(295a) Group Contribution Method for Organosilicon Compounds

Authors: 
Sun, Y., Carnegie Mellon University
Sahinidis, N., Carnegie Mellon University
The prediction of physico-chemical properties of a compound from its structure plays a significant role in computer-aided molecular design (CAMD) problems. Among all quantitative structure property relationships, group contribution (GC) methods are the most commonly used. GC methods operate under the assumption that each molecular structure can be broken down into a set of functional groups where each group has a property-dependent contribution. Key molecular properties satisfy the group additivity principle and can be estimated by adding the product of the number of occurrences to the contribution of each group in a molecule, followed by a transformation function (usually nonlinear) chosen to closely match experimental data. GC methods enable the representation of a diverse chemical design space as combination of sub-functional groups. One of the most widely-used GC methods in CAMD is the one from Marrero and Gani [1,2]. This method introduces multiple levels of groups to capture the proximity effects of neighboring groups. This method has been used successfully in many molecular design methodologies, including in [3]. When it comes to silicon-containing structures, however, predictions from the GC methods are usually associated with high absolute average deviation, especially for melting point prediction. As a result, organosilicon compounds are usually excluded from computer-aided molecular design applications, despite their wide use in commercial products.

In this work, we aim to build group contribution models for silicon-based compounds to predict the following properties: boiling point, melting point, heat of vaporization, and liquid viscosity. The key to building an accurate and reliable group contribution model is to identify an optimal set of functional groups that form the basis in the representation of the properties. For each property, we use an information-criterion based model selection method to determine a unique set of optimal groups that minimize the chosen information criterion, prevent overfitting, and reduce root mean square error over the training data. Unlike most GC models that are only linear in the number of occurrences of groups, we utilize nonlinear basis functions to capture the effect of group interactions on physical properties in addition to the linear function of occurrences. We also explicitly model the contribution of a variety of structural features. A hierarchical regression method is used to determine the contributions of all present groups, interactions terms, and features. The resulting GC models are embedded in a CAMD framework [3] to exclusively generate organosilicon compounds that can be used as electronics coolants.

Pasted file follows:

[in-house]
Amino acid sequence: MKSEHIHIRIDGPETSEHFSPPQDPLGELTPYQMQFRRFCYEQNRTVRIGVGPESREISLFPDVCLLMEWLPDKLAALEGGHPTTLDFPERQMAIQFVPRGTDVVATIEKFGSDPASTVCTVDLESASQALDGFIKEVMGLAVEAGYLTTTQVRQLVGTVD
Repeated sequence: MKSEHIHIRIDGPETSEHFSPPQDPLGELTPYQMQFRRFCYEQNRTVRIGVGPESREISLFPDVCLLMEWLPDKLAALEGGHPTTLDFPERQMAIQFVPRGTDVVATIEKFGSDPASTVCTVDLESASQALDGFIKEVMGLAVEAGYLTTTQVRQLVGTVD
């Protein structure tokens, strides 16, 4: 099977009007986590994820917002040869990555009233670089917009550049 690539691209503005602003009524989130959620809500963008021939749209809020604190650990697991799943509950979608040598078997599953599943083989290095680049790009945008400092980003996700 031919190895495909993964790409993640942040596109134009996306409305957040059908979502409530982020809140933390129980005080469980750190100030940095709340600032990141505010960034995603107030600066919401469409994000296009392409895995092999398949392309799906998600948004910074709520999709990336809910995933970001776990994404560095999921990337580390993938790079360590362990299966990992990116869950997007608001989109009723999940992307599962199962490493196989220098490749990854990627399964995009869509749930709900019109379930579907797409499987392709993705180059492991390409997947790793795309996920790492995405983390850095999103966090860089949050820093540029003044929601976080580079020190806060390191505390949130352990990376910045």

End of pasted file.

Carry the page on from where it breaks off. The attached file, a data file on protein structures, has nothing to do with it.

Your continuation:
[1] J. Marrero and R. Gani, Group-contribution based estimation of pure component properties, Fluid Phase Equilibria, 183–184, 183–208, 2001

[2] J. Marrero and R. Gani, Group-contribution based estimation of octanol/water partition coefficient and aqueous stability, Industrial & Engineering Chemistry Research, 41, 6623–6633, 2002

[3] A. Samudra and N. V. Sahinidis, Optimization-based framework for computer-aided molecular design, AIChE Journal, 59, 3686–3701, 2013

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